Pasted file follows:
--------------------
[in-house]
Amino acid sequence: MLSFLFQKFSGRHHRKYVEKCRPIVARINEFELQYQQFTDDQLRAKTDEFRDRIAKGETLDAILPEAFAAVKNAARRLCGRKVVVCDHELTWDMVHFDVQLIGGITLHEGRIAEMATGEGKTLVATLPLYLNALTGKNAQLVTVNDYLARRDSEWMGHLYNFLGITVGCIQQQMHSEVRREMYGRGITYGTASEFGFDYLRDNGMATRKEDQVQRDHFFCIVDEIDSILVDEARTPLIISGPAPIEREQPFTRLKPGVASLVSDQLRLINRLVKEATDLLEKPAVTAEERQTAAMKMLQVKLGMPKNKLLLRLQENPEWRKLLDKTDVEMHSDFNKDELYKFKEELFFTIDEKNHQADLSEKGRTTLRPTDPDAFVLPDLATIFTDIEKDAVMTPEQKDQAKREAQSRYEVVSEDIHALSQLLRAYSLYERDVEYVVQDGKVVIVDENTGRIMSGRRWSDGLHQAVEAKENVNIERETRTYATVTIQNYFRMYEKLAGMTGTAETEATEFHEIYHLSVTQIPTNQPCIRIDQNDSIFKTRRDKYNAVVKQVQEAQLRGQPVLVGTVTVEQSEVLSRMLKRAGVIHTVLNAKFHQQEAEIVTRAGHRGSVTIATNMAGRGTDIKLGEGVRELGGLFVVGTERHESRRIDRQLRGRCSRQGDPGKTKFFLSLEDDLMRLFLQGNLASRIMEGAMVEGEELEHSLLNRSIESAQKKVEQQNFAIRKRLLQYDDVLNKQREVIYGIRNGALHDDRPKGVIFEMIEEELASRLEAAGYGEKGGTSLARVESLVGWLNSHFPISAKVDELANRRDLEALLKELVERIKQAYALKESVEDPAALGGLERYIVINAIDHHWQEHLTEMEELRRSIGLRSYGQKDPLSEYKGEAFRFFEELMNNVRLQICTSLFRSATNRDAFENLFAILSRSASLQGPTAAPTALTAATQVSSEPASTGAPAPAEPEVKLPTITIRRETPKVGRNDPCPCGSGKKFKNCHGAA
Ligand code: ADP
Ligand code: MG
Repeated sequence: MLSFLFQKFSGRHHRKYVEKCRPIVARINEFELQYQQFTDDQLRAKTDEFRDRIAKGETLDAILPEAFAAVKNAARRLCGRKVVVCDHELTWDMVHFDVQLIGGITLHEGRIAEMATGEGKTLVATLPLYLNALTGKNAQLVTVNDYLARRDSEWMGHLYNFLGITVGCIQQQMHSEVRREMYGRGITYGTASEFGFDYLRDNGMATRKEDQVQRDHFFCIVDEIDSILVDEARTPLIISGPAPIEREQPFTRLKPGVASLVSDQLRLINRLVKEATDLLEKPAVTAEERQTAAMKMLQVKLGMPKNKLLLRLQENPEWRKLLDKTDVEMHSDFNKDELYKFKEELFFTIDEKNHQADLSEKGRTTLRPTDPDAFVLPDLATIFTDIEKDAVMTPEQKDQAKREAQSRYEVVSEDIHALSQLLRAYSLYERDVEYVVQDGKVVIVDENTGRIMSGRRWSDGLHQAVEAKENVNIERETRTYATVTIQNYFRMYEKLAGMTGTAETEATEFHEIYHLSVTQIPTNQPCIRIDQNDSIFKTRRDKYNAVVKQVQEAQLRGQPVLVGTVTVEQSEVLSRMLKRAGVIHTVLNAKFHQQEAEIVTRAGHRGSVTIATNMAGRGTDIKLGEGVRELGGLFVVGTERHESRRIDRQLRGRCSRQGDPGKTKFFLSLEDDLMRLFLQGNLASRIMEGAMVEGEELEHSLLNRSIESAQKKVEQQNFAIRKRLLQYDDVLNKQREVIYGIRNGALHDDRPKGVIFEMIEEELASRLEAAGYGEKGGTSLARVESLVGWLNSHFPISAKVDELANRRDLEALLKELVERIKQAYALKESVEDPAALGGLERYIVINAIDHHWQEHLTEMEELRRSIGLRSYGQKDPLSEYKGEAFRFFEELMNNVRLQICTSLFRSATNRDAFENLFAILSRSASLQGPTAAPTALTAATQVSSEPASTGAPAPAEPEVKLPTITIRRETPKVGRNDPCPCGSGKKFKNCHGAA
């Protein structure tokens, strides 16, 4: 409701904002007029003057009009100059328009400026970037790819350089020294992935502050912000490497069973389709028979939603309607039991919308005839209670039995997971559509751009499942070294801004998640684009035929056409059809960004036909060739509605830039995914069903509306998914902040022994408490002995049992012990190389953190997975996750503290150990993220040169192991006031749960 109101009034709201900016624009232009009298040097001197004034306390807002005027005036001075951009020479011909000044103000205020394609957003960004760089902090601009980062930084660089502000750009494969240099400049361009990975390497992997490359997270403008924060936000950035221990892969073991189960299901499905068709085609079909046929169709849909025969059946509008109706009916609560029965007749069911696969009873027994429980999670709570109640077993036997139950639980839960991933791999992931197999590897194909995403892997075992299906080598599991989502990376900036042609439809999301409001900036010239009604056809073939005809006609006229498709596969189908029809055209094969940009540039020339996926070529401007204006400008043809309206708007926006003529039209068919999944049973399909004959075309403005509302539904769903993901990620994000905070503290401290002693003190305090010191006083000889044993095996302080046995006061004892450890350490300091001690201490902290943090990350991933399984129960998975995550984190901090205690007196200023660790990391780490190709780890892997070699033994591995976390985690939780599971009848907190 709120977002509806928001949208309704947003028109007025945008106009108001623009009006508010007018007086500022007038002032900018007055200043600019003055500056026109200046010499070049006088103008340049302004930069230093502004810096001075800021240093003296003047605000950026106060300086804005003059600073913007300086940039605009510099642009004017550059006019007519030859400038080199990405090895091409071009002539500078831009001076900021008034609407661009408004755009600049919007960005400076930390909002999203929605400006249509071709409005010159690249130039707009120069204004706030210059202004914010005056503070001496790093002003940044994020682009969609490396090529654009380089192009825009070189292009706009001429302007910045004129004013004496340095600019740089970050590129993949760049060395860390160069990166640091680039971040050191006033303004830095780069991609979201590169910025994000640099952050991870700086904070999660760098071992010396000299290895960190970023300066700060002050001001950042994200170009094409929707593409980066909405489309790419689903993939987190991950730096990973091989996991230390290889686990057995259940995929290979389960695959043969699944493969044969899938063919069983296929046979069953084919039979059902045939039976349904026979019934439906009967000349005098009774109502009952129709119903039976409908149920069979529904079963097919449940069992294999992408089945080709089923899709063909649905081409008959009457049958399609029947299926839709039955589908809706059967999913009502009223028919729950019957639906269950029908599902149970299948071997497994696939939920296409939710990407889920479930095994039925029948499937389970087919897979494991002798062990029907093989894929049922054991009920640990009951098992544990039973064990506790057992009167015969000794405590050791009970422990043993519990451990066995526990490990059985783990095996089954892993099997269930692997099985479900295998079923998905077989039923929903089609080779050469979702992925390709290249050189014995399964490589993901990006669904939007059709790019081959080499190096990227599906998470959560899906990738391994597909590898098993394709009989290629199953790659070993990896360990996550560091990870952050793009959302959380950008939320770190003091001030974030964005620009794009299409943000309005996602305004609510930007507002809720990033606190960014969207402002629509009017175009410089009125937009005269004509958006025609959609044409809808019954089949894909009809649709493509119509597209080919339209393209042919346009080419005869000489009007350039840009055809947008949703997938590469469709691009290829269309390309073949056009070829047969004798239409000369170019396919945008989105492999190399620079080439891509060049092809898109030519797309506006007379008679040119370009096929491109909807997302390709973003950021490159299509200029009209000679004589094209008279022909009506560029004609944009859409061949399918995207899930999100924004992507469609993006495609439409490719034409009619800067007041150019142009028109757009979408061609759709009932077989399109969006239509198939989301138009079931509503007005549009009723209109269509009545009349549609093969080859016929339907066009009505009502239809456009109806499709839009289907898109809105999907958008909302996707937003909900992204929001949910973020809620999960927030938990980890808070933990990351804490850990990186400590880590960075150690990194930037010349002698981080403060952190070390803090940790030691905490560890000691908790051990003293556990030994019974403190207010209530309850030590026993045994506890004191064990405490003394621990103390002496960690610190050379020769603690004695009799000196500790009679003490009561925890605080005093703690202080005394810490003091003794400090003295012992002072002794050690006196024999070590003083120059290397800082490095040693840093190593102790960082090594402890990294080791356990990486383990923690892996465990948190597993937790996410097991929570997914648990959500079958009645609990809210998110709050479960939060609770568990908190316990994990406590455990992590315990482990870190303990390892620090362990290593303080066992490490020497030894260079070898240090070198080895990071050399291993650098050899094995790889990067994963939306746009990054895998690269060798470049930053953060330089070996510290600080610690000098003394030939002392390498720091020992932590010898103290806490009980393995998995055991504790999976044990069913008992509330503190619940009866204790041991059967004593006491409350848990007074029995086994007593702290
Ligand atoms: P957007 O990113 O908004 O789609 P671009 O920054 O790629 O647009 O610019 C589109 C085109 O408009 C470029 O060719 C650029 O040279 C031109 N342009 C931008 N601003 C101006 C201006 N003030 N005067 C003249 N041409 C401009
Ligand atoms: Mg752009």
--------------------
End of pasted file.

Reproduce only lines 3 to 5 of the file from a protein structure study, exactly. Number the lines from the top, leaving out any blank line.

Ligand code: ADP
Ligand code: MG
Repeated sequence: MLSFLFQKFSGRHHRKYVEKCRPIVARINEFELQYQQFTDDQLRAKTDEFRDRIAKGETLDAILPEAFAAVKNAARRLCGRKVVVCDHELTWDMVHFDVQLIGGITLHEGRIAEMATGEGKTLVATLPLYLNALTGKNAQLVTVNDYLARRDSEWMGHLYNFLGITVGCIQQQMHSEVRREMYGRGITYGTASEFGFDYLRDNGMATRKEDQVQRDHFFCIVDEIDSILVDEARTPLIISGPAPIEREQPFTRLKPGVASLVSDQLRLINRLVKEATDLLEKPAVTAEERQTAAMKMLQVKLGMPKNKLLLRLQENPEWRKLLDKTDVEMHSDFNKDELYKFKEELFFTIDEKNHQADLSEKGRTTLRPTDPDAFVLPDLATIFTDIEKDAVMTPEQKDQAKREAQSRYEVVSEDIHALSQLLRAYSLYERDVEYVVQDGKVVIVDENTGRIMSGRRWSDGLHQAVEAKENVNIERETRTYATVTIQNYFRMYEKLAGMTGTAETEATEFHEIYHLSVTQIPTNQPCIRIDQNDSIFKTRRDKYNAVVKQVQEAQLRGQPVLVGTVTVEQSEVLSRMLKRAGVIHTVLNAKFHQQEAEIVTRAGHRGSVTIATNMAGRGTDIKLGEGVRELGGLFVVGTERHESRRIDRQLRGRCSRQGDPGKTKFFLSLEDDLMRLFLQGNLASRIMEGAMVEGEELEHSLLNRSIESAQKKVEQQNFAIRKRLLQYDDVLNKQREVIYGIRNGALHDDRPKGVIFEMIEEELASRLEAAGYGEKGGTSLARVESLVGWLNSHFPISAKVDELANRRDLEALLKELVERIKQAYALKESVEDPAALGGLERYIVINAIDHHWQEHLTEMEELRRSIGLRSYGQKDPLSEYKGEAFRFFEELMNNVRLQICTSLFRSATNRDAFENLFAILSRSASLQGPTAAPTALTAATQVSSEPASTGAPAPAEPEVKLPTITIRRETPKVGRNDPCPCGSGKKFKNCHGAA